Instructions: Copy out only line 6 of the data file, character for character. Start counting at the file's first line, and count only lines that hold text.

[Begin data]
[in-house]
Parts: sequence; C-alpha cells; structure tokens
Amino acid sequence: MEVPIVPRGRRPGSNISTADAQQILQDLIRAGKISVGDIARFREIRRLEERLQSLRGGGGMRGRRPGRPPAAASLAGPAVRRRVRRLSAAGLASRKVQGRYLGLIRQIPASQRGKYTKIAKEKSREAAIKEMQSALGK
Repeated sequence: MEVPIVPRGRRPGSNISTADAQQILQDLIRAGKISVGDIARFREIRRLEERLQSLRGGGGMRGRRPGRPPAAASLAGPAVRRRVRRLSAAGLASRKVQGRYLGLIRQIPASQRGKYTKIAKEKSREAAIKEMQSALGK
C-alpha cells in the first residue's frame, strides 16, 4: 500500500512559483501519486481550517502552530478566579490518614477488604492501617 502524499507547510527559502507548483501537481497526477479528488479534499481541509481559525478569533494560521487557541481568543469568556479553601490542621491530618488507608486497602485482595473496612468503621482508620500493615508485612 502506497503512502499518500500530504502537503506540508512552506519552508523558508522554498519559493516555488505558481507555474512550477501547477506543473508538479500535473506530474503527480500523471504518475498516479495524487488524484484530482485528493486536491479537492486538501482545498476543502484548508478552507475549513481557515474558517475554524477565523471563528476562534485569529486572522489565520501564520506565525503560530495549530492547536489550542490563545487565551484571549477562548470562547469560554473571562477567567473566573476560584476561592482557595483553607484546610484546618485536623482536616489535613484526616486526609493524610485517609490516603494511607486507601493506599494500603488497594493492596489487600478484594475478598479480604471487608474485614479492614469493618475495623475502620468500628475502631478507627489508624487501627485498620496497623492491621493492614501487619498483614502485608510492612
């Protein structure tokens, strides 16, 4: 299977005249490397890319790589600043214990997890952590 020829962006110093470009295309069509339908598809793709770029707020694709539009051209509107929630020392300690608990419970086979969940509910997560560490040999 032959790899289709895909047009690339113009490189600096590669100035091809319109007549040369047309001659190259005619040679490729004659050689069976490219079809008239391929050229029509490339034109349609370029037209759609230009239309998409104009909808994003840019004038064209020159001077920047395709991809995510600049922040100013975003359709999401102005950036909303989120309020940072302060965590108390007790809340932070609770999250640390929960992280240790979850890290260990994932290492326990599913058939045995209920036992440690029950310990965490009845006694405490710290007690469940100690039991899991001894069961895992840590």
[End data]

């Protein structure tokens, strides 16, 4: 299977005249490397890319790589600043214990997890952590 020829962006110093470009295309069509339908598809793709770029707020694709539009051209509107929630020392300690608990419970086979969940509910997560560490040999 032959790899289709895909047009690339113009490189600096590669100035091809319109007549040369047309001659190259005619040679490729004659050689069976490219079809008239391929050229029509490339034109349609370029037209759609230009239309998409104009909808994003840019004038064209020159001077920047395709991809995510600049922040100013975003359709999401102005950036909303989120309020940072302060965590108390007790809340932070609770999250640390929960992280240790979850890290260990994932290492326990599913058939045995209920036992440690029950310990965490009845006694405490710290007690469940100690039991899991001894069961895992840590």